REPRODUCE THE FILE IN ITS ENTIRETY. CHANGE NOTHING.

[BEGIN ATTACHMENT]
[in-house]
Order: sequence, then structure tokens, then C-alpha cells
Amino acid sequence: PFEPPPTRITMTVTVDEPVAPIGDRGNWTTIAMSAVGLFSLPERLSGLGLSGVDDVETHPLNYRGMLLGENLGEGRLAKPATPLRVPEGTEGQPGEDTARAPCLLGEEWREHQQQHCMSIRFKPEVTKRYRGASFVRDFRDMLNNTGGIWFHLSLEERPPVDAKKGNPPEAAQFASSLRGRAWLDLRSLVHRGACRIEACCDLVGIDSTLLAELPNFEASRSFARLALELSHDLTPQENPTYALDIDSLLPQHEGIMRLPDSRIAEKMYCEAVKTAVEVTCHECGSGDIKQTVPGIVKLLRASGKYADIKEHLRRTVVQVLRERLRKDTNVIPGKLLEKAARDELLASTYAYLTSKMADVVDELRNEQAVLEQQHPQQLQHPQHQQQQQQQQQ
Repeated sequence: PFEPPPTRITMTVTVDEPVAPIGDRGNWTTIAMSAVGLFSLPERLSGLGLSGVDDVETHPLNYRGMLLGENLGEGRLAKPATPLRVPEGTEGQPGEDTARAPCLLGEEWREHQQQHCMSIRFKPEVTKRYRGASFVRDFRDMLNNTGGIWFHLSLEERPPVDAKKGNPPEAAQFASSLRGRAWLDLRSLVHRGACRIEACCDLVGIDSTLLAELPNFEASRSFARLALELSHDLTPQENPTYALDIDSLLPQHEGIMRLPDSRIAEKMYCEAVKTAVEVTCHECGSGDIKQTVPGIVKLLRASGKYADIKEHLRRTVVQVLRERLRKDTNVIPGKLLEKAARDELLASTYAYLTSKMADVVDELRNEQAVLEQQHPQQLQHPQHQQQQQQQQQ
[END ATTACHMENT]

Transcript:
[in-house]
Order: sequence, then structure tokens, then C-alpha cells
Amino acid sequence: PFEPPPTRITMTVTVDEPVAPIGDRGNWTTIAMSAVGLFSLPERLSGLGLSGVDDVETHPLNYRGMLLGENLGEGRLAKPATPLRVPEGTEGQPGEDTARAPCLLGEEWREHQQQHCMSIRFKPEVTKRYRGASFVRDFRDMLNNTGGIWFHLSLEERPPVDAKKGNPPEAAQFASSLRGRAWLDLRSLVHRGACRIEACCDLVGIDSTLLAELPNFEASRSFARLALELSHDLTPQENPTYALDIDSLLPQHEGIMRLPDSRIAEKMYCEAVKTAVEVTCHECGSGDIKQTVPGIVKLLRASGKYADIKEHLRRTVVQVLRERLRKDTNVIPGKLLEKAARDELLASTYAYLTSKMADVVDELRNEQAVLEQQHPQQLQHPQHQQQQQQQQQ
Repeated sequence: PFEPPPTRITMTVTVDEPVAPIGDRGNWTTIAMSAVGLFSLPERLSGLGLSGVDDVETHPLNYRGMLLGENLGEGRLAKPATPLRVPEGTEGQPGEDTARAPCLLGEEWREHQQQHCMSIRFKPEVTKRYRGASFVRDFRDMLNNTGGIWFHLSLEERPPVDAKKGNPPEAAQFASSLRGRAWLDLRSLVHRGACRIEACCDLVGIDSTLLAELPNFEASRSFARLALELSHDLTPQENPTYALDIDSLLPQHEGIMRLPDSRIAEKMYCEAVKTAVEVTCHECGSGDIKQTVPGIVKLLRASGKYADIKEHLRRTVVQVLRERLRKDTNVIPGKLLEKAARDELLASTYAYLTSKMADVVDELRNEQAVLEQQHPQQLQHPQHQQQQQQQQQ